I am interested in the following model : ($1 \leq i \leq p$, $1 \leq j \leq n_{i}$)

$$y_{i,j} = A (1+a_{i})(t_{i,j}+\gamma_{i}) + \varepsilon_{i,j}$$

where $A \in \mathbb{R}$, $(a_{i})_{1 \leq i \leq p}$ is a $p$-random sample from $\mathcal{N}(0,\sigma_{a}^{2})$ and $(\gamma_{i})_{1 \leq i \leq p}$ is a $p$-random sample from the distribution $\mathcal{N}(0,\sigma_{\gamma}^{2})$, independent from $(a_{i})_{1 \leq i \leq p}$. $(\varepsilon_{i,j})_{i,j}$ is a random sample from $\mathcal{N}(0,\sigma^{2})$, independent from $(a_{i})_{i}$ and $(\gamma_{i})_{i}$.

Given some observations $(y_{i,j},t_{i,j})_{i,j}$, I would like to estimate the model parameters ($A,\sigma_{a}^{2},\sigma_{\gamma}^{2},\sigma^{2})$. I am wondering whether this is possible. I created some synthetical data using the model in Matlab and tried to estimate the parameters of the model using nlmefit(for nonlinear mixed-effects models) but the estimated values for $A$ and $\sigma_{a}$ were (respectively) three times smaller (and three times) bigger than the ones I used to create the data. This makes me wonder whether the model is identifiable. Can you see another reason to this ?

  • $\begingroup$ p-random? Is that an abbreviation for pseudo-random, or something else? $\endgroup$ – Glen_b May 12 '14 at 8:48
  • $\begingroup$ No, sorry! I just meant that it is a random sample of length $p$. $\endgroup$ – pitchounet May 12 '14 at 9:02
  • $\begingroup$ Sorry, I deleted the question because I thought I found the answer. As a matter of fact, the nlmefit function from Matlab only applies to nonlinear models of this form : $y_{i}=f_{i}(\phi_{i},x_{i})+\varepsilon_{i}$ where $\phi_{i}=A_{i,j}\beta + B_{i,j}b_{i}$ and $b_{i} \sim \mathcal{N}(0,\sigma^{2}D)$. But here, the model I'm interested cannot be written like this because of the product $\gamma_{i}\tau_{i}$. I thought this was the reason to my problem. How can you prove that the model is not identifiable ? $\endgroup$ – pitchounet May 12 '14 at 9:54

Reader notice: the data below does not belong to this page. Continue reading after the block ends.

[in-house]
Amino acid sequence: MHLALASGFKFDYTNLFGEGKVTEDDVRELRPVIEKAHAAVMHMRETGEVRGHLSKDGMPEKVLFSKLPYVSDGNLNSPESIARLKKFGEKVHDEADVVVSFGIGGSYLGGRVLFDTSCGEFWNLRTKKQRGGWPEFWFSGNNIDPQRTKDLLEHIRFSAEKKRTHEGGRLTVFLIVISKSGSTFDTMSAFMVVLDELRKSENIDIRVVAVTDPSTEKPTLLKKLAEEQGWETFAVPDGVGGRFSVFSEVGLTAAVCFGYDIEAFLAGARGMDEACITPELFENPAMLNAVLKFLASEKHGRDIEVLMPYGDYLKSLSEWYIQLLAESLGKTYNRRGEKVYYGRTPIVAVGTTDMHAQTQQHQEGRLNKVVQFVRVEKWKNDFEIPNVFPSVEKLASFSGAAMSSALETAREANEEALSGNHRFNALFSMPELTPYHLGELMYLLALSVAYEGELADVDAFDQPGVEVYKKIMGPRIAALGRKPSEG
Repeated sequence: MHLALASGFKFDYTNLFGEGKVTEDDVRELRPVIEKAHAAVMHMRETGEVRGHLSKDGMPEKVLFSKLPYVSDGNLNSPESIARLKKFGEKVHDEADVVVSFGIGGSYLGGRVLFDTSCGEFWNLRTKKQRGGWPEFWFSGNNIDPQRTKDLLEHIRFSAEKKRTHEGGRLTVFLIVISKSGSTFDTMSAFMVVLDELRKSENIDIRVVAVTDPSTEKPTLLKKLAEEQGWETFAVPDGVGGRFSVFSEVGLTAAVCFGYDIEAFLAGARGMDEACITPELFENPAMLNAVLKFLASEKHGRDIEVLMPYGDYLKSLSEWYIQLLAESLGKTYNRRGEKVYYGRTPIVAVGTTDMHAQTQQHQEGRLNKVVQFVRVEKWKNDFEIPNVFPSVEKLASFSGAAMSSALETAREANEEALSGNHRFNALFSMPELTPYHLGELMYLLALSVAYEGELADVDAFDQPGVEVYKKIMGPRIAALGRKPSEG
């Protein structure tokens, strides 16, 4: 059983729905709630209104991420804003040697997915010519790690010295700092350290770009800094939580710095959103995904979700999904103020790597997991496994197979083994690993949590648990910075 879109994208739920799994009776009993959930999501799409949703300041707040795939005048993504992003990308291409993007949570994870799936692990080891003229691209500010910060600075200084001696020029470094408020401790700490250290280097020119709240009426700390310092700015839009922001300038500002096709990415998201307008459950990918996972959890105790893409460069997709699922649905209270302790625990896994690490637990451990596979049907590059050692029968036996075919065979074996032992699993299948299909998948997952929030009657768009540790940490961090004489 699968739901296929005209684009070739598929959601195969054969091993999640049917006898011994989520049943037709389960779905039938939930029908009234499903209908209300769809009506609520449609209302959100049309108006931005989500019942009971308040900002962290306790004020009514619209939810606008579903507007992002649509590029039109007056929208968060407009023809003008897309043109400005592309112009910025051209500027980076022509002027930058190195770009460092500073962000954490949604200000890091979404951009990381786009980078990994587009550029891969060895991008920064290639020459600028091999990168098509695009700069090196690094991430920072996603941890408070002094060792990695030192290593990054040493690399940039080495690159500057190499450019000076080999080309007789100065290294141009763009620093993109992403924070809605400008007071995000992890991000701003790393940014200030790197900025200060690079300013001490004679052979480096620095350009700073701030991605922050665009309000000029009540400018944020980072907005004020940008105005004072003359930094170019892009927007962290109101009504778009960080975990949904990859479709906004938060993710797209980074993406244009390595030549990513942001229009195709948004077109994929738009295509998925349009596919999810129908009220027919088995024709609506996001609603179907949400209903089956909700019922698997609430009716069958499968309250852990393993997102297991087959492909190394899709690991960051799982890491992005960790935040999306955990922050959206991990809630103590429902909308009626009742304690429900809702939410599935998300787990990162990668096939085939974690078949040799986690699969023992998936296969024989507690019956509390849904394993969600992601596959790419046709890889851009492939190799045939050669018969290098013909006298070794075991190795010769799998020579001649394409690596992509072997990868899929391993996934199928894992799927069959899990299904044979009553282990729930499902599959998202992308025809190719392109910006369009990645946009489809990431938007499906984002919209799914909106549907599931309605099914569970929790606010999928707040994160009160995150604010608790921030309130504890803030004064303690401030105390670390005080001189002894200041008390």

Actually, with my understanding corrected, I think the model is strictly speaking algebraically identifiable, but in some circumstances may go close to unidentifiability.

If we look at $\log(E(y))$ we have $\log(A) +\log(1+a_{i})+\log(t_{i,j}+\gamma_{i})$.

In this form, $\log(A)$ has the role of a intercept and $\log(1+a_{i})$ and $\log(t_{i,j}+\gamma_{i})$ are terms that in some circumstances can be close to collinear. If $t_{i,j}$ doesn't vary much across $j$ compared to its variation across $i$ (e.g. if $t_{i,j}$ turns out to be approximately $r_i+s_j$ and $s_j$ doesn't vary much compared to $r_j$) then there'd be near-collinearity on the log scale.


I'm leaving this here for the present for context. I'll probably delete it eventually.

Unless I missed something, your model seems to be not identifiable.

For example, consider a second version of the model with $A^* = A/k$, $t^*_{i,j}=kt_{i,j}$ and $\gamma^*_{i}=k\gamma_{i}$.

Then $E(y)$ is the same under both models.

Since $k$ is arbitrary, the model won't be identifiable.

  • $\begingroup$ You're right but $t_{i,j}$ are given. $t_{i,j}$ represents a time at which the observation $y_{i,j}$ has been obtained. As a consequence, only $(A,\sigma_{a},\sigma_{\gamma},\sigma)$ are to be estimated. $\endgroup$ – pitchounet May 12 '14 at 10:03
  • $\begingroup$ Ah, sorry, that should have been obvious; you say that $t$ is observed later. $\endgroup$ – Glen_b May 12 '14 at 10:05
  • $\begingroup$ If you'd rather delete I can try deleting my answer, that might enable you to do so. But you might still end up with a good answer. $\endgroup$ – Glen_b May 12 '14 at 10:10
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    $\begingroup$ I'll leave the question. I still don't know whether the model is identifiable but I am quite convinced that nlmefit is not suited for this model because it is not linear in $\gamma_{i}$ and $a_{i}$. $\endgroup$ – pitchounet May 12 '14 at 10:14

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